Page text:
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There’s a story in The Newgate Calendar about Jonathan Wild. A merchant came to him with one of his porters and told him of how the man had been set upon by a gang of thieves. At the time, London had no professional police force but instead relied on private individuals who captured criminals for a reward from the crown, and recovered goods for a commission from the owner. Wild was one of the most famous of these, calling himself the Thief Taker General and even being consulted by the Privy Council on methods of controlling crime.  He listened to the porter’s story of being jumped by two or three men and beaten, and then took the merchant aside. Wild explained that his keen sense of deduction told him that the porter was lying, and that he would send for his faithful lieutenant Abraham and together they would figure out the truth. Abraham arrived and the two consulted before Abraham confronted the porter. He first enjoined the man to speak the truth “for, if you persist in a refusal, be assured we shall discover it by some other means”. He then laid out the truth – that a nobleman had asked the porter to fetch his cloak from a tavern and given him his watch as assurance, but it had been a trick and the watch a cheap fake, and while he was gone his cart had been looted. The astonished porter admitted that he had been ashamed to admit that he had been conned. The merchant was amazed, and was even more amazed when Wild retrieved his stolen goods within a few days. Wild accepted the reward but refused to divulge the details of his deductions – unsurprising, really. After all, the reason he knew how the porter was robbed was that it was his men who had robbed him. The Thief Taker General, despite his public face, was in truth the ruler of London’s underworld, sending those who defied him to the gallows or the colonies, and providing the only safe way for thieves to dispose of stolen goods. Far from being the original Sherlock Holmes, Jonathan Wild was instead the original Moriarty.
Wild was born in Wolverhampton around 1683. He was apprenticed as a bucklemaker at the age of fifteen and spent seven years learning the trade before setting up himself in business. He married and had a child, but around the age of 24 he grew restless, and deserted his family to head to London. He supported himself for the first two years either by working at his trade, or by becoming a servant, the accounts are in conflict. What is not disputed is that after two years he had gotten himself into debt, and was sent to Wood Street Compter, a debtor’s prison. There he became a trustee, running errands for the guards. He became so trusted that the guards allowed him to accompany them out to capture criminals, his first introduction to the benefits of being on the top side of the law. He also learned the criminal trade; like Vidocq and Lacenaire he found the prison a “university of crime”. He also met a prostitute named Molly Milliner, and the two formed a partnership that continued after their release.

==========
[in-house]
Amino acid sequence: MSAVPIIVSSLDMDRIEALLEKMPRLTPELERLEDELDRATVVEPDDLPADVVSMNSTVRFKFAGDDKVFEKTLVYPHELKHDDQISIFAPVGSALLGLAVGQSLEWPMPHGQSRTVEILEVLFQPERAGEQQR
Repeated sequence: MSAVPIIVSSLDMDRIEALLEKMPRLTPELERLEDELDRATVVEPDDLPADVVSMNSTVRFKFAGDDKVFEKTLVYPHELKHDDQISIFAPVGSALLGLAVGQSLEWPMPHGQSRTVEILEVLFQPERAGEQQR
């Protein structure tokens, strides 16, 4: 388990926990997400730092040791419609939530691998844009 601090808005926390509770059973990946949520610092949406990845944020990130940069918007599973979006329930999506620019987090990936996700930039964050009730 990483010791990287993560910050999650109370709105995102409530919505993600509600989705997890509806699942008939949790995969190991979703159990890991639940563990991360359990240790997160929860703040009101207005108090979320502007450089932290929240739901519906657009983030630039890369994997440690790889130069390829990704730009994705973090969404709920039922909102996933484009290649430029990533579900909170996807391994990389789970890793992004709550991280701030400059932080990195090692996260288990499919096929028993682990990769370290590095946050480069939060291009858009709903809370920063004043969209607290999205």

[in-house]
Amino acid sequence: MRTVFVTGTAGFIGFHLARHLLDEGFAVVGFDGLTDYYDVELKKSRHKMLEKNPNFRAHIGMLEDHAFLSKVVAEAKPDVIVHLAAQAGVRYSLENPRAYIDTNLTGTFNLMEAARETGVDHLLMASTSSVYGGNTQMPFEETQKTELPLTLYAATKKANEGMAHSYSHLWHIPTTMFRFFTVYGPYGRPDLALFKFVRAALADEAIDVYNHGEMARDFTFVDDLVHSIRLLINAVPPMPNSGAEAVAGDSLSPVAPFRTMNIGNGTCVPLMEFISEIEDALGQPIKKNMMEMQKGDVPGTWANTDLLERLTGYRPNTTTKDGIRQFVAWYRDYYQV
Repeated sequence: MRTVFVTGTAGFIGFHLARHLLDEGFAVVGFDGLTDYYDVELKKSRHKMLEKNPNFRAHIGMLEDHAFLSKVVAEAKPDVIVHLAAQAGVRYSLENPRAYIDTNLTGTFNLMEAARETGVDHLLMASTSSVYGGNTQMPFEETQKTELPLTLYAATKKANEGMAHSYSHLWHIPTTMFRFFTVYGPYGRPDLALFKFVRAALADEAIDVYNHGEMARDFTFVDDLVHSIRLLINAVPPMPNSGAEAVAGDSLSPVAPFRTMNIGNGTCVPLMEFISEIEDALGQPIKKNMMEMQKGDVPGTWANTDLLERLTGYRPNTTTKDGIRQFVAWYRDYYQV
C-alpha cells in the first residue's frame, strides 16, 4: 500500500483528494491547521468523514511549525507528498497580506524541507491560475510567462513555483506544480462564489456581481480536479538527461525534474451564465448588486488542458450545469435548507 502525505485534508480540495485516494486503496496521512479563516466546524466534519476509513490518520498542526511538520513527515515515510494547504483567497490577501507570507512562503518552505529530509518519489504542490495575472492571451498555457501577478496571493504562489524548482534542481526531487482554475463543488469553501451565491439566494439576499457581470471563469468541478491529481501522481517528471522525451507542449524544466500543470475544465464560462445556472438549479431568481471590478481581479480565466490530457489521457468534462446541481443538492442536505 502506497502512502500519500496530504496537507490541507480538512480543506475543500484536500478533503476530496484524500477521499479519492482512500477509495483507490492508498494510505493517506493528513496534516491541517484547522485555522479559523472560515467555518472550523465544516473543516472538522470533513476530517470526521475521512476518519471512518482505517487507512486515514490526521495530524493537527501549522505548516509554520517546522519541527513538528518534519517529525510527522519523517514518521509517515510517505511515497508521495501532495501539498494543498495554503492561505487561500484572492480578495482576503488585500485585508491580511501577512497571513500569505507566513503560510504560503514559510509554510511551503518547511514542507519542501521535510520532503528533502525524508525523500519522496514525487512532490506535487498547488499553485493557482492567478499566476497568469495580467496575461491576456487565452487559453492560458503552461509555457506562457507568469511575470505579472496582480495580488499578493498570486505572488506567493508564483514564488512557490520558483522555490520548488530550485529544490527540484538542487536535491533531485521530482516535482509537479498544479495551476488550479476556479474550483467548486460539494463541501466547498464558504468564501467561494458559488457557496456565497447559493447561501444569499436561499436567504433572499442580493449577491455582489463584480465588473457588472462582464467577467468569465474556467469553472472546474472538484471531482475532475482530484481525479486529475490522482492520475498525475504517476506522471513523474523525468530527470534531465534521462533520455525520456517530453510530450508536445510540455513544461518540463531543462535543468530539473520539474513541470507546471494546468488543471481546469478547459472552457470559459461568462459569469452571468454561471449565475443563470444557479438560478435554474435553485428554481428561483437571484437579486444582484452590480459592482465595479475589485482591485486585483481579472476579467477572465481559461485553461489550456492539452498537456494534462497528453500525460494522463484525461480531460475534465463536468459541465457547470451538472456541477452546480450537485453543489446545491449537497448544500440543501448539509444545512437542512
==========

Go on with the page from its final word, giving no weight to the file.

Wild and Molly were both released in 1712, and began to love together as husband and wife. At first, the two ran a scheme where Molly would draw a likely mark to a secluded area in the course of her business, and Wild would then set on the man and rob him. This proved to be profitable enough that Wild was able to buy an inn (named the King’s Head), with Molly managing a stable of prostitutes from the upper floors. In the end, they parted on less than amicable terms – Wild cut off Molly’s ear with a sword in an argument. 
Like a lot of innkeepers at the time, Wild moonlighted as a fence, buying and disposing of stolen goods. The law had begun to crack down on this trade though, with increasingly strong sentences being passed on those caught selling or buying stolen property. It was then that Wild had an idea. He called a meeting of all the thieves that he knew, and made them an offer. Rather than take their goods to fences or pawnbrokers, he said, why not take them back to the owners? Wild approached them, saying that he was acting on behalf of someone who had inadvertently bought the stolen goods, and who sought to restore them anonymously for fear of the new laws. He implied that he felt that this anonymous benefactor deserved some reward, and the victims of the theft were only too happy to oblige. They got their goods, the “benefactor” (which is to say, the thief) got the reward, and Wild got his cut. Soon, he began to get a reputation as a man who could get things done, and it was this that drew Charles Hitchen to him.